Is 3D printing the future of food?

3D printer printing food

Imagine a world where we use 3D printers to create food, with personally tailored ingredients for your own preferences and dietary requirements. It could be as simple as using a vending machine, at a restaurant, or even in your own kitchen! All this might be achievable in the not-too-distant future, and at Tate & Lyle, we’re playing a part in making it happen.

We have joined a variety of academic institutions and manufacturing companies in a three-year European consortium called IMAGINE. IMAGINE aims to deliver personalised food to consumers by connecting personal needs and digital product technologies, enabling consumers to make good nutrition choices.

Along with our partners, we combine multidisciplinary expertise in consumer behaviour, personalised nutrition and health, digital on-demand food manufacturing, and food formulation science, to achieve 3D food prototype products to be tested by consumers.

Our colleagues involved in the project include Dr Ieva Laurie, Principal Nutrition Scientist EMEA, Will Ballantyne, Bakery Category Technical Manager EMEA, and Natalya Bright, Global Market Research Manager.

“Our Nutrition, technical and consumer insights experts are all excited to be part of this cutting-edge research,” says Ieva. “Not only will it provide new-to-the-world science on how we can use consumer preferences and health data to generate personalised nutrition advice, but also bring to life everyday food products with the help of our ingredients and 3D printing technology.”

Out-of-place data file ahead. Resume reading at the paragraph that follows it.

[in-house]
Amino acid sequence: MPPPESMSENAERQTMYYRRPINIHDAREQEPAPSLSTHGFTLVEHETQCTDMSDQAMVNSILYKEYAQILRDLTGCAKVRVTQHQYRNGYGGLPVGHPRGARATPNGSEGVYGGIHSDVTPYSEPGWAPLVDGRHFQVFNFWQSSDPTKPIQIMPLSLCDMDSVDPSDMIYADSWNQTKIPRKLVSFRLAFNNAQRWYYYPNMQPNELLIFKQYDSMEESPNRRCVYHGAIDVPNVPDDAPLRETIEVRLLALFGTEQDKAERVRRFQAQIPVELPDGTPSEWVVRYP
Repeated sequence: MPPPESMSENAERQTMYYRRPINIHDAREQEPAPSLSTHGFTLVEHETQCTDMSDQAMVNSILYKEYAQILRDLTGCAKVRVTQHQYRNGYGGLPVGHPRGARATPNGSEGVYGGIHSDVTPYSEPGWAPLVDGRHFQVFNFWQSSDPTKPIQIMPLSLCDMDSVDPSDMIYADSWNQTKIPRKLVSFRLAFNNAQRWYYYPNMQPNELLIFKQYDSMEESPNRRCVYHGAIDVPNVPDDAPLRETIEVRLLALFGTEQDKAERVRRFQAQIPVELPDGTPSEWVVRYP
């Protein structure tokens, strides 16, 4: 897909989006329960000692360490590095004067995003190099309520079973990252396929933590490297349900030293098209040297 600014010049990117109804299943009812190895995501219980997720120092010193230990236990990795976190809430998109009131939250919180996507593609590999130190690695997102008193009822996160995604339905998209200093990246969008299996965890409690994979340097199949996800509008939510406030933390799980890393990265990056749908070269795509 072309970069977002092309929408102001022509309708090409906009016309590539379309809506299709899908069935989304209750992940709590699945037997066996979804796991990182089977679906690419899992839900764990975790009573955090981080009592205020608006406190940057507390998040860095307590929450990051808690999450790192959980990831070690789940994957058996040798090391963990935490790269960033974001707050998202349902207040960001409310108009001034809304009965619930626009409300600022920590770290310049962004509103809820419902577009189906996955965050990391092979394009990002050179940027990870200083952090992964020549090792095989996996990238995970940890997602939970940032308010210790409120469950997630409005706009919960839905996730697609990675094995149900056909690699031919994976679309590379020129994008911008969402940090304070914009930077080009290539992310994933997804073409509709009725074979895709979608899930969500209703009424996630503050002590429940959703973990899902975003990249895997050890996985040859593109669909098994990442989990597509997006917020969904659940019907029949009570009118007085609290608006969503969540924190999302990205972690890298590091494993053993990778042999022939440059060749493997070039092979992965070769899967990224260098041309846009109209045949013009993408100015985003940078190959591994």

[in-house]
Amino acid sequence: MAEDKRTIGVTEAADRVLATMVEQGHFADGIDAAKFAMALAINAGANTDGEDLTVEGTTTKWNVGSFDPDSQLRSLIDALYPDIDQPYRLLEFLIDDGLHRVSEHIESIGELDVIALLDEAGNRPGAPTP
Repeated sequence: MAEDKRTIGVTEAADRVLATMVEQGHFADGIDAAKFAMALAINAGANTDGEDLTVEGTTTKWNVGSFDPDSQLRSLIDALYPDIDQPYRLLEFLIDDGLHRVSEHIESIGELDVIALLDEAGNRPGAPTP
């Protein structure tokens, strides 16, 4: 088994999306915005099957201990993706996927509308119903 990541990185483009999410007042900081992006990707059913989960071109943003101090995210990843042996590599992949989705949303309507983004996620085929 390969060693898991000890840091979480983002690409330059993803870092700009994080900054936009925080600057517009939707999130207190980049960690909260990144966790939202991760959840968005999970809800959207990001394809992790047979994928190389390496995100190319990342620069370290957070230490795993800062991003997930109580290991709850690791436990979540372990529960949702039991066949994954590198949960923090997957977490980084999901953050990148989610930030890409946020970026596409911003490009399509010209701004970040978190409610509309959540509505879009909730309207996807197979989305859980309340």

Personalised nutrition is attracting a lot of attention as consumers are interested in food and beverages that are tailored to their individual needs to deliver optimum health and wellness. In the US, 73% of nutrition drink consumers agree they’d like more products personalised to their needs and 81% for their children’s needs (Mintel 2021).

3D food printing could make the difference in bringing personalised nutrition into the marketplace in the near-future. This digital technology provides freedom in shape, size, composition and texture, so every food item manufactured can be unique or produced in small series.

Victoria Spadaro-Grant, Tate & Lyle’s President of Innovation and Commercial Development, said: “This is a great opportunity to show how Tate & Lyle is working with like-minded partners to advance the science of recipe creation for mass-scale personalisation, inventing novel textures, and giving consumers the ability to design their own food.”

Our IMAGINE partners include TNO, Wageningen University and Research (WUR), GEA, Solipharma, General Mills and the Dutch Ministry of Defence.

Related links:

The Nutrition Centre

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